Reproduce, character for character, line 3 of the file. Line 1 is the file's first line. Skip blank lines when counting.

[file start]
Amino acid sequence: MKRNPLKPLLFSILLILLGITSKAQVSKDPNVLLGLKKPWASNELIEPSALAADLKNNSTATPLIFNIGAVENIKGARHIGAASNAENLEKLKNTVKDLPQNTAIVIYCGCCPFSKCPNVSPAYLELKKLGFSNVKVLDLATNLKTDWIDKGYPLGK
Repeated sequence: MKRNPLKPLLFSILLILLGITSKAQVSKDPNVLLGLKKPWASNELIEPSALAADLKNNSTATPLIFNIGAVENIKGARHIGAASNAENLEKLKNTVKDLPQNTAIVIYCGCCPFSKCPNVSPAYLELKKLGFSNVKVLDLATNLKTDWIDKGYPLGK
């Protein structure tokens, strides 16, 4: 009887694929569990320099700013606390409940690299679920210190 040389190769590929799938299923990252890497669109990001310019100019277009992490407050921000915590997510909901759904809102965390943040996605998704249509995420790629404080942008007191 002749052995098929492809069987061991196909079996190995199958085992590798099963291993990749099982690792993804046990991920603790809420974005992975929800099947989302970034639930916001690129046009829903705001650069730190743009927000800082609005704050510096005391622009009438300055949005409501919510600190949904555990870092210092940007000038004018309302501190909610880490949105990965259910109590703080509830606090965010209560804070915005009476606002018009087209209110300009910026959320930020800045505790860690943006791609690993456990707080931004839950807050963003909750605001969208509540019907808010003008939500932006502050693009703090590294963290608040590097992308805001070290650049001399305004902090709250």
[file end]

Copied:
């Protein structure tokens, strides 16, 4: 009887694929569990320099700013606390409940690299679920210190 040389190769590929799938299923990252890497669109990001310019100019277009992490407050921000915590997510909901759904809102965390943040996605998704249509995420790629404080942008007191 002749052995098929492809069987061991196909079996190995199958085992590798099963291993990749099982690792993804046990991920603790809420974005992975929800099947989302970034639930916001690129046009829903705001650069730190743009927000800082609005704050510096005391622009009438300055949005409501919510600190949904555990870092210092940007000038004018309302501190909610880490949105990965259910109590703080509830606090965010209560804070915005009476606002018009087209209110300009910026959320930020800045505790860690943006791609690993456990707080931004839950807050963003909750605001969208509540019907808010003008939500932006502050693009703090590294963290608040590097992308805001070290650049001399305004902090709250």